Remembering my friend, Erica Abbott by Ann Roberts

What will always stick with me is that I didn’t get a final conversation, really a final time to have a true “laugh fest,” because that’s what always happened when I chatted with Erica Abbott. 

Many of you know by now that Erica passed away on the Fourth of July after enduring a long, painful illness, one that never seemed to bother her whenever she greeted everyone at a GCLS Conference.

I knew she didn’t want to discuss it much, so I’d shrug and say something like, “You’re breathing, smiling, and laughing. That’s good.” Her eyes would light up with a quick-witted reply, and we were off! Our conversations usually evolved into exchanging one-liners or talking about random topics like how we’d like to co-host a lighthearted roast for Katherine V. Forrest once she hangs up her editing pencil. We both shared the good fortune to be edited by Katherine, who is not one to mince words. We laughed at our poorly worded descriptions, “weird” scenes that rubbed KVF the wrong way, or unmotivated actions that earned us a giant question mark in the margin. We sighed in relief, grateful that none of that stuff ever made it to the final galley proof. Nope, not with Katherine as our editor! We both knew how lucky we were to have her for a mentor.

I met Erica at my first conference in 2014 at Portland. I don’t easily navigate large groups of strangers, and it was incredibly difficult for me to approach people. We wound up sitting next to each other for the Bella photo. While we waited for everyone to meander over, we chatted. As I recall she said, “I’ve read your stuff.” I looked at her with trepidation and replied with a pained look. “Uh-huh?” Then she said, “I like it.” We talked mystery after that, and I made sure I had one of her books by the end of the conference.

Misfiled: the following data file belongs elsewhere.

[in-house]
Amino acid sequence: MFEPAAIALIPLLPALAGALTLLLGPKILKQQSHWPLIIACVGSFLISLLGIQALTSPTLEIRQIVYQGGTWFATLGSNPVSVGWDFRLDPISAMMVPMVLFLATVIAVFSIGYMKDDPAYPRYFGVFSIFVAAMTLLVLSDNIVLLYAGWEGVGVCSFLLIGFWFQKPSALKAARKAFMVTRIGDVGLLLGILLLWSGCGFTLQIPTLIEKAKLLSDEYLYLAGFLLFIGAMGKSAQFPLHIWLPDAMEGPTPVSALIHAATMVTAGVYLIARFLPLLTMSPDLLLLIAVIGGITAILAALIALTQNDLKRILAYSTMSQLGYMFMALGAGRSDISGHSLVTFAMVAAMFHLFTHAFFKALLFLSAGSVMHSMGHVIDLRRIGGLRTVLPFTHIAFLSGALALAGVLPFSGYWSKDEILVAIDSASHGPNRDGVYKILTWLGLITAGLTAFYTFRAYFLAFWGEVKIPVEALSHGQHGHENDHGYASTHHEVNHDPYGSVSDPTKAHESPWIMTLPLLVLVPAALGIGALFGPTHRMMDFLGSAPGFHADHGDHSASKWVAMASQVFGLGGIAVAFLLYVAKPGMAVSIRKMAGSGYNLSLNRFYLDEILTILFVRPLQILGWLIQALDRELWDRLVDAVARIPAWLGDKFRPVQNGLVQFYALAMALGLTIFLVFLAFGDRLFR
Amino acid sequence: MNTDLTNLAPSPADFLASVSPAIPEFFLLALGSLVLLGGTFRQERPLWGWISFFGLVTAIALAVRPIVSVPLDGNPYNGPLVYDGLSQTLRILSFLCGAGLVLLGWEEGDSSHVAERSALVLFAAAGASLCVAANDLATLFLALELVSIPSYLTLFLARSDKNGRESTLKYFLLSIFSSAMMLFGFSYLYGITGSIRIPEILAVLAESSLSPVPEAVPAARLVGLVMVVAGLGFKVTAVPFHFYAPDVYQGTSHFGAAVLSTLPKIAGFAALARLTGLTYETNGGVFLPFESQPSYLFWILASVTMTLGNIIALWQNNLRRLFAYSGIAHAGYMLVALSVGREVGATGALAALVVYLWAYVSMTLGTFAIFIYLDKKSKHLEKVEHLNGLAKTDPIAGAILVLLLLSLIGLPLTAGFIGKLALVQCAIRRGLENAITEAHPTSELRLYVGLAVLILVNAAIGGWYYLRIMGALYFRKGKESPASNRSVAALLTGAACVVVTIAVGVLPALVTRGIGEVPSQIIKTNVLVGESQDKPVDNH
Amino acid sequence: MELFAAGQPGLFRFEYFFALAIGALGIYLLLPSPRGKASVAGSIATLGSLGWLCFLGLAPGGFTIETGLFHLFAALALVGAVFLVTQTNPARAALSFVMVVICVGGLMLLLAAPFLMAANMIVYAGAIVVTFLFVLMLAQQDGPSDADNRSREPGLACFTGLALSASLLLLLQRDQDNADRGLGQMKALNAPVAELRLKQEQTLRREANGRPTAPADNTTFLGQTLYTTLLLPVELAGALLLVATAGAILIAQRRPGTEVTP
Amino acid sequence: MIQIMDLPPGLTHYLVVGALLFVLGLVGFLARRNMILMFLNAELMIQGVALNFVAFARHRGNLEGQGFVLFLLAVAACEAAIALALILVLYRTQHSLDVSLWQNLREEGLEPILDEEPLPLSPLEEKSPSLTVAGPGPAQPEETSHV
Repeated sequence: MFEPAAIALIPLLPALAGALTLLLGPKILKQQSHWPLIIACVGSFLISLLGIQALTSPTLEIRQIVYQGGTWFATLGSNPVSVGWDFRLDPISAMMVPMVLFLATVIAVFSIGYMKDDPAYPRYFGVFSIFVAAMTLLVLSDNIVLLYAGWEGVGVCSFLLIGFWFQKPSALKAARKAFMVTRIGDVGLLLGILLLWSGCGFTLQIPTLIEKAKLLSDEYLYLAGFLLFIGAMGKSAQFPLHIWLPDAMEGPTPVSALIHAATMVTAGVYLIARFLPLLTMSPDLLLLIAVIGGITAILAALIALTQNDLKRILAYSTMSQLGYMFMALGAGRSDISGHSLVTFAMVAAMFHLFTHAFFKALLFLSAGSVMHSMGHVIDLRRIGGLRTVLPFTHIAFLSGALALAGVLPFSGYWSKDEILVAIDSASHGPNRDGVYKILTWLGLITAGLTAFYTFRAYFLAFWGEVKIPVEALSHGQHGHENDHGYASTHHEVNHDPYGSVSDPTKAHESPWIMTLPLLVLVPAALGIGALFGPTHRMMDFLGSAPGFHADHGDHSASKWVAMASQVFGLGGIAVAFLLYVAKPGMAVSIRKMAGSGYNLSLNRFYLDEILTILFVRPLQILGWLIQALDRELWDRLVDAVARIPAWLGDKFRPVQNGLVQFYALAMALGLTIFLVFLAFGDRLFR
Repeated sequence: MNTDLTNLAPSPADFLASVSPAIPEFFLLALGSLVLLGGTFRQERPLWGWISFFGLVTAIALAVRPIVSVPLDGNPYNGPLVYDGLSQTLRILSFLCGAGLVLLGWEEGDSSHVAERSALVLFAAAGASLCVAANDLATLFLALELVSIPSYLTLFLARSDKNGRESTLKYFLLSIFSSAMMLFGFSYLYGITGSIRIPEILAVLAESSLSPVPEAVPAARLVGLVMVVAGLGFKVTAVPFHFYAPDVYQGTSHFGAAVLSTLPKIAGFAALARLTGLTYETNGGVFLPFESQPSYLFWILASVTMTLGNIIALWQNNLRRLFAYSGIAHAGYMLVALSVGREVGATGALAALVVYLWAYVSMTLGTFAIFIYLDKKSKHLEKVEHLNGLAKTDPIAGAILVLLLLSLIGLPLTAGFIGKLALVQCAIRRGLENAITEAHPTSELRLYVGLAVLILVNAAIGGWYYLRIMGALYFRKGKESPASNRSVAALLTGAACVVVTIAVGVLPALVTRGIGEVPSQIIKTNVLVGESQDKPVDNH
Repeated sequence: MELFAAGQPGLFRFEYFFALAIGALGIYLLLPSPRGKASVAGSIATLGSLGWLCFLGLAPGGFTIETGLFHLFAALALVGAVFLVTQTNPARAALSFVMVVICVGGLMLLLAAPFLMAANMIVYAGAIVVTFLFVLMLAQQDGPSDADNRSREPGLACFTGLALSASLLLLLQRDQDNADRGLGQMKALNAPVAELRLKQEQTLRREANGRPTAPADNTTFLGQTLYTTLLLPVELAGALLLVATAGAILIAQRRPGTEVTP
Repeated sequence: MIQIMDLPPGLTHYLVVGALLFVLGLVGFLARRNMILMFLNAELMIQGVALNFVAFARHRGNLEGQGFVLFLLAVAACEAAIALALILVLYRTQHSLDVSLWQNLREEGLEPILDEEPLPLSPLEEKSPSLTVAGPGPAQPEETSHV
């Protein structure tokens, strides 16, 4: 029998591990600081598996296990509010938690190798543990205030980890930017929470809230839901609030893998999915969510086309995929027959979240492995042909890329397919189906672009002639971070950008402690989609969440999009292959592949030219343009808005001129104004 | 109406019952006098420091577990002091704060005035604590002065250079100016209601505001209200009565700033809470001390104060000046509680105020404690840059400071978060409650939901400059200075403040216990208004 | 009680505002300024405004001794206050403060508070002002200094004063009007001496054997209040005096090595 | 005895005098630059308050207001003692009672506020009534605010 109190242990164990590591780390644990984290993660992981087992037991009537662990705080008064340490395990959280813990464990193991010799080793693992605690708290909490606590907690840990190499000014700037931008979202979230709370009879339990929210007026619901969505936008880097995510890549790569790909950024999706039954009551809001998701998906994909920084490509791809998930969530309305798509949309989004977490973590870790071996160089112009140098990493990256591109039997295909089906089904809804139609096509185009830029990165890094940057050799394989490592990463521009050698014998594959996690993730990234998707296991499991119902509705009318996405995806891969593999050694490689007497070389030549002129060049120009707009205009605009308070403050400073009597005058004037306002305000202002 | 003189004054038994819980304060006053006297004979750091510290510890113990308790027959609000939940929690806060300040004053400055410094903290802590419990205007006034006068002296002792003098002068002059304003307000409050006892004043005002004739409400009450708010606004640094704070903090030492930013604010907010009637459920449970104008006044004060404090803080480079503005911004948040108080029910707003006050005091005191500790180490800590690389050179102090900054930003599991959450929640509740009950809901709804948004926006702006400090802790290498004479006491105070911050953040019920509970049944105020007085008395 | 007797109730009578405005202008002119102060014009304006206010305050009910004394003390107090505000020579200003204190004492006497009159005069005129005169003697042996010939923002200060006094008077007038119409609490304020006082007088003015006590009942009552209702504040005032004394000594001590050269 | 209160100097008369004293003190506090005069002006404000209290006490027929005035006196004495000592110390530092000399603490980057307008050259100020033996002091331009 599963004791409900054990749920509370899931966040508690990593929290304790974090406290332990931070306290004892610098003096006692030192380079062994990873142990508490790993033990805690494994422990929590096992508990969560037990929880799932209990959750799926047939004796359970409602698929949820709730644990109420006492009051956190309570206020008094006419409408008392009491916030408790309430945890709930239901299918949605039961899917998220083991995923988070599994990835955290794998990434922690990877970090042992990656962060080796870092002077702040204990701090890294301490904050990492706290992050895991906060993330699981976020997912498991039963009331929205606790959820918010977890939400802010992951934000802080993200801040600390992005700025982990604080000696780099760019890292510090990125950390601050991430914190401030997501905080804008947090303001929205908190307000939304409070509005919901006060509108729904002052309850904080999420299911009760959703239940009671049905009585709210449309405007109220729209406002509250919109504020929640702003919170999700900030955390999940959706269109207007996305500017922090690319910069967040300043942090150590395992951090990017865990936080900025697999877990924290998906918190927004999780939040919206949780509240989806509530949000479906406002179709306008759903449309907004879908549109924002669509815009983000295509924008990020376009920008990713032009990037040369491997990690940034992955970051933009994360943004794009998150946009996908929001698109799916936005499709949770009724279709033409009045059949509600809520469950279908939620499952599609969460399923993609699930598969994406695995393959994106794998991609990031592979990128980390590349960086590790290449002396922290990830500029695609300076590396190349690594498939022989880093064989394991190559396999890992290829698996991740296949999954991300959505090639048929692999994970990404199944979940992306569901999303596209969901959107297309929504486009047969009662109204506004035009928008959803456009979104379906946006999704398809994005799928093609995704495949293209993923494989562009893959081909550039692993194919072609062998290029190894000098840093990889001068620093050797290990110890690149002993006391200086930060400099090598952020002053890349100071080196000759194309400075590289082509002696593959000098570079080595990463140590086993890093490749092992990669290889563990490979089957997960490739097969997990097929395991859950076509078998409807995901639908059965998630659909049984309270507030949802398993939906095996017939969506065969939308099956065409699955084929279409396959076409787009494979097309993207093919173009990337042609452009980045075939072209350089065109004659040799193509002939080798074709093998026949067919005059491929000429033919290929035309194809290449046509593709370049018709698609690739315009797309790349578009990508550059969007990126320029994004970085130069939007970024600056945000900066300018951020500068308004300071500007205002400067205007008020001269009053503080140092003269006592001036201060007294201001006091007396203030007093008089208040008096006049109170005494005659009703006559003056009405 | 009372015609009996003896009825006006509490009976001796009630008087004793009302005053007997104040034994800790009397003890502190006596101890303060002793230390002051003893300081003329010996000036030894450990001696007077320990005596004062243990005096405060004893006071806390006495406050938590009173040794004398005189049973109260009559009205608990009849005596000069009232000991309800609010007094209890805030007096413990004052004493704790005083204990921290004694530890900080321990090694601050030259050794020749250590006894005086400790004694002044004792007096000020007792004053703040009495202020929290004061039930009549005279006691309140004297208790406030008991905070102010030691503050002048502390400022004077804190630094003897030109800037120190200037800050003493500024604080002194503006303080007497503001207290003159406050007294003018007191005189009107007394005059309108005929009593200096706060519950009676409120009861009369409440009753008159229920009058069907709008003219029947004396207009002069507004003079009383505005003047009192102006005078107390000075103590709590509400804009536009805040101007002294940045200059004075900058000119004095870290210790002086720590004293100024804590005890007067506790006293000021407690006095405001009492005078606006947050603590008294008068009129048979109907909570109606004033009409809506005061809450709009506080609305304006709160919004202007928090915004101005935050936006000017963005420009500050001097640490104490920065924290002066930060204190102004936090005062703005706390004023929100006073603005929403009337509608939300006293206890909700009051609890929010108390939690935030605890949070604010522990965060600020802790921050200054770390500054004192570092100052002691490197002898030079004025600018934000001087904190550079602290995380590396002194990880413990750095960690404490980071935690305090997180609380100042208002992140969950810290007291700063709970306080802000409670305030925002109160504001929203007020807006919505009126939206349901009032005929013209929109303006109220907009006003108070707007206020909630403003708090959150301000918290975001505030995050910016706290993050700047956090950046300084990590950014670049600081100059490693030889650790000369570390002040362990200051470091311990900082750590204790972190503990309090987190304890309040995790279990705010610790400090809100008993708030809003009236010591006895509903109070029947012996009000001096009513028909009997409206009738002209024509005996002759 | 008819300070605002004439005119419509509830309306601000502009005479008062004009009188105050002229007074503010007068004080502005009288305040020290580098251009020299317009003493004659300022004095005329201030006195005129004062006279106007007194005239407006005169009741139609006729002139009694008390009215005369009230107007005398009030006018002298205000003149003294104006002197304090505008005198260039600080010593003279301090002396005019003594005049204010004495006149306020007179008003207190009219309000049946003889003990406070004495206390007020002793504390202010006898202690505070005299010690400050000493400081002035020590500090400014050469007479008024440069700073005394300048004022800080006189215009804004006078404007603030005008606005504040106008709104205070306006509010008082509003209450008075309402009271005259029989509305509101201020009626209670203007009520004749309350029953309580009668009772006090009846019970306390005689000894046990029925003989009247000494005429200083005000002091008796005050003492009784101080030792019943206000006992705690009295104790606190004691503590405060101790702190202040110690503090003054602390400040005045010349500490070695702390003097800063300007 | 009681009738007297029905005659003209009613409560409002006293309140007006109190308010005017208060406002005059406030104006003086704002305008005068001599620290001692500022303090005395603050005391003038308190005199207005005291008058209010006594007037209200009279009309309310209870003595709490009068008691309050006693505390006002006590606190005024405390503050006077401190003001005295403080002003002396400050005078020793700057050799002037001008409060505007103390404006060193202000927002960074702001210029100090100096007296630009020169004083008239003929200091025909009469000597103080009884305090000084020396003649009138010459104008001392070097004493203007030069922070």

If you haven’t read anything by Erica Abbott, you’re missing out. Her Alex and CJ series is a great read for mystery lovers, but there’s also romance and paranormal works from which to choose. And coming in September is [Un]Common Ground, a collaboration with GCLS Conference roomie and Bella author Pol Robinson. The cover features the Seattle Space Needle and a goat. I’m not joking. See it for yourself,HERE.

This was supposed to be a chance for me to tell you all to read my latest mystery, Dying on the Vine. And I do hope you read it. In fact, if you leave a comment below, you’ll be entered in a drawing for a free e-book. With that said, treat yourself to an Erica Abbott book as well. 

This year has sucked in so many ways that I’ve lost count. The yearly GCLS conference allowed me to connect with so many friends, since I eventually got over my fear by about 2017. 2020 and Erica’s death has reminded me how long a year really is and how tenuous life and friendships can be. My wife, who is mentioned in the acknowledgements of Erica’s book, Taken In, said a few weeks ago, “We need to connect with her and make sure she’s doing okay.” I agreed and went back to the wall of work that was the GCLS Virtual Con.